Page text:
What it means
River stage is an important concept when analyzing how much water is moving in a stream at any given moment. Stage is the water level above some arbitrary point, usually with the zero height being near the river bed, in the river and is commonly measured in feet.
For example, on a normal day when no rain has fallen for a while, a river might have a stage of 2 feet (baseflow conditions). If a big storm hits, the river stage could rise to 15 or 20 feet, sometimes very quickly. This is important because, from past records, we might know that when the stage hits 21 feet, the water will start flowing over its banks and into the basements of houses along the river -- time to tell those people to move the dog's bed upstairs!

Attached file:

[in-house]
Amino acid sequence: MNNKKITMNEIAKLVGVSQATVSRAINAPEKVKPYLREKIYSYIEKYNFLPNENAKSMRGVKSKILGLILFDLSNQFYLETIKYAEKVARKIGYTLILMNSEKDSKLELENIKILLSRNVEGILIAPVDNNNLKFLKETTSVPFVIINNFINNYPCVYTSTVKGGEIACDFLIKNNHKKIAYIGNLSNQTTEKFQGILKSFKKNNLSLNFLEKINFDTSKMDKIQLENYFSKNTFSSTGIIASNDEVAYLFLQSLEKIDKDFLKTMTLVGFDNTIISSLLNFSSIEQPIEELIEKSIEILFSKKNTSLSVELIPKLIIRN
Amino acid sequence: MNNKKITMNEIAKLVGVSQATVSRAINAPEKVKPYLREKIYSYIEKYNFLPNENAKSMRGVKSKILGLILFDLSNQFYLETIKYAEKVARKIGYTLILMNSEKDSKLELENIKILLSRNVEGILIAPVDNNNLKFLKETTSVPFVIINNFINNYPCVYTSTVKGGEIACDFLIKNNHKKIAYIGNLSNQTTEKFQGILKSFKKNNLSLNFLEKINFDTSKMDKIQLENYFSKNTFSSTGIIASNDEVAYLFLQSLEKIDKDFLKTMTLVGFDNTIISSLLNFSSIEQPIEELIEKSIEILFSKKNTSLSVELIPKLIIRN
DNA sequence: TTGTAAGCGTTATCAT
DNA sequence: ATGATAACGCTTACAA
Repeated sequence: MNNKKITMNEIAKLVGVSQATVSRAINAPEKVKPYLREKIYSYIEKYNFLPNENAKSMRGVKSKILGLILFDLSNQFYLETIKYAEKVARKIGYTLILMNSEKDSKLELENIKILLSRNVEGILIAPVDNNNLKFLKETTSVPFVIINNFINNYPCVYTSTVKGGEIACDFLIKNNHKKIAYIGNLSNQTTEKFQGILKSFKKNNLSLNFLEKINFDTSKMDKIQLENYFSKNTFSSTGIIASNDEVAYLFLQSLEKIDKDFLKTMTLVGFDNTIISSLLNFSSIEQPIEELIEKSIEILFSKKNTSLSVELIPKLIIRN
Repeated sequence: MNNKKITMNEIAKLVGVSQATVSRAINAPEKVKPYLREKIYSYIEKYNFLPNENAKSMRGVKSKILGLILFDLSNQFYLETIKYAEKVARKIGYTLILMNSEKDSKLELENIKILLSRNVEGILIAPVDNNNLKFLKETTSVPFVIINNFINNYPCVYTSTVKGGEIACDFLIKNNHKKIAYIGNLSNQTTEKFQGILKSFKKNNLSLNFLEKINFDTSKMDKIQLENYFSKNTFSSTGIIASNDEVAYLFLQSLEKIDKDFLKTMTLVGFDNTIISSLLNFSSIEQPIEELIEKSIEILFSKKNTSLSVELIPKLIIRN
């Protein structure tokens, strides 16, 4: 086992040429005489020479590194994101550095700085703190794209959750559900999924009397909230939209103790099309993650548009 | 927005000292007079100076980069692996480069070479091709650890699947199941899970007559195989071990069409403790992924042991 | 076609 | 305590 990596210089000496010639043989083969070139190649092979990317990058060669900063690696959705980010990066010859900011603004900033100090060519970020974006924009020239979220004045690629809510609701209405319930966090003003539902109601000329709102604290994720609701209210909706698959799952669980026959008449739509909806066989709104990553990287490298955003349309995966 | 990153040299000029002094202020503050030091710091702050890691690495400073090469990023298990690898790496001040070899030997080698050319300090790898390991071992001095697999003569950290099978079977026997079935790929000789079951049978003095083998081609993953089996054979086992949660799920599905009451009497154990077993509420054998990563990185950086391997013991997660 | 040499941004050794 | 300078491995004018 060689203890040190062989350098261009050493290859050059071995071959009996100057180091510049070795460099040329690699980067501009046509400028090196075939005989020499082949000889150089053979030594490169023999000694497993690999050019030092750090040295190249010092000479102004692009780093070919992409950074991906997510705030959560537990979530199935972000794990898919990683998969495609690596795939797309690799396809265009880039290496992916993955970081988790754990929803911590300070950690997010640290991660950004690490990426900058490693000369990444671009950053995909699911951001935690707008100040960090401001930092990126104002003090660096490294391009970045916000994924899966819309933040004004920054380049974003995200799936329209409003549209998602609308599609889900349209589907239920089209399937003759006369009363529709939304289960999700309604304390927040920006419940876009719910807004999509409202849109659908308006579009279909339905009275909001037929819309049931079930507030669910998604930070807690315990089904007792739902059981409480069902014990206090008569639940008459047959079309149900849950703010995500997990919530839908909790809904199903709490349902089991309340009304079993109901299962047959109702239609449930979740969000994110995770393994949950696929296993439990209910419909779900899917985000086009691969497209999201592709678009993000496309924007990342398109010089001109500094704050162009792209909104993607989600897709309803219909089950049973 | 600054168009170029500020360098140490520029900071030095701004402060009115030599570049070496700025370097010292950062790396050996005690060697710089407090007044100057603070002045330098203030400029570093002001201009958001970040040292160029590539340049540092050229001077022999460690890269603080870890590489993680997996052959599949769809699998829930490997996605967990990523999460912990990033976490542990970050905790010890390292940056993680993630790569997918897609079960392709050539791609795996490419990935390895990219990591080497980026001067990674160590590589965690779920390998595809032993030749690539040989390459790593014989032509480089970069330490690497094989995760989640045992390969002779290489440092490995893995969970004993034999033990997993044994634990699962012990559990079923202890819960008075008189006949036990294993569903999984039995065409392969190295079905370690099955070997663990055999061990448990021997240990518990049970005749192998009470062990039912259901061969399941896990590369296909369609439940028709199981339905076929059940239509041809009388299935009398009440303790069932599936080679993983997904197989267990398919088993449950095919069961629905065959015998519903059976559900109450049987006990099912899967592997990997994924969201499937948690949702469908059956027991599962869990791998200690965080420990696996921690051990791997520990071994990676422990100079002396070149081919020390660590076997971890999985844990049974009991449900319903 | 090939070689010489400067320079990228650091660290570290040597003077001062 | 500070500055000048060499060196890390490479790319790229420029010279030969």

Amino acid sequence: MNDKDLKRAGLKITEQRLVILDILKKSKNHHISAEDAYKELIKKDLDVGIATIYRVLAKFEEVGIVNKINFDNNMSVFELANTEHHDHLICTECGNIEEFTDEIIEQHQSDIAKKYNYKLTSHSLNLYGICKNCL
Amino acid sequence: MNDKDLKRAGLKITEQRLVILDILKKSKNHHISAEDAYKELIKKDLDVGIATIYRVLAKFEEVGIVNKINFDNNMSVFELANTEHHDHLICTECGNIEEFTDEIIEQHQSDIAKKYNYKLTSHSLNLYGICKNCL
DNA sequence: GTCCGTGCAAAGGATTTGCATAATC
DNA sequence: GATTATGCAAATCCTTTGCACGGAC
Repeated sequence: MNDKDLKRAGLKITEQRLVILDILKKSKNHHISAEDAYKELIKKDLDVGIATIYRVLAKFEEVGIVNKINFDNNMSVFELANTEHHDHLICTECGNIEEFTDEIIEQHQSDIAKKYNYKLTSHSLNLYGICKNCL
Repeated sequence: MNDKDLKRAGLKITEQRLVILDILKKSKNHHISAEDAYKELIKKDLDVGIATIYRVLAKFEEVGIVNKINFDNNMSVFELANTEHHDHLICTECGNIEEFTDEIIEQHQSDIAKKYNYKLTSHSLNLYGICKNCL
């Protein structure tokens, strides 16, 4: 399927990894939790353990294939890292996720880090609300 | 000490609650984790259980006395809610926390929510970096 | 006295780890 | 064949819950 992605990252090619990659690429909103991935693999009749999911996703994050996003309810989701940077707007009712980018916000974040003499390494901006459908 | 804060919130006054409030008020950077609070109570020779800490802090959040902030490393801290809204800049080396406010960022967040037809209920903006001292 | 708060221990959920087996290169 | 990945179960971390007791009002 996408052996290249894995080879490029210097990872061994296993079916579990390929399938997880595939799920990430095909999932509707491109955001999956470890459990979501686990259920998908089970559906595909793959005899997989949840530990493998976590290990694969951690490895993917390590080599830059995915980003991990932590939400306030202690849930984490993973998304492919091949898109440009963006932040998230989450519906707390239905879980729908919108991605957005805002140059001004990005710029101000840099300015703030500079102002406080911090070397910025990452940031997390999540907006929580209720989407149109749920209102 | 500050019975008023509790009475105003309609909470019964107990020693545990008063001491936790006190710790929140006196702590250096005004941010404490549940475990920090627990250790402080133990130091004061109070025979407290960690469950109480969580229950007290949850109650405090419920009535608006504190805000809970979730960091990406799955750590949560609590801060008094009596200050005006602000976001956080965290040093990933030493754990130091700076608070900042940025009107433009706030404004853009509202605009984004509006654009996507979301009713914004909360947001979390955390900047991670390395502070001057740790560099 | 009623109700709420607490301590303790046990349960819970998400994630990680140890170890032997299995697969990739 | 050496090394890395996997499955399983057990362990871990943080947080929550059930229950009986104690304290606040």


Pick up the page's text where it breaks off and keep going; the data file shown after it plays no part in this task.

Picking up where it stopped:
The U.S. Geological Survey uses the term "gage height" (measured in feet) when referring to the height of water in streams.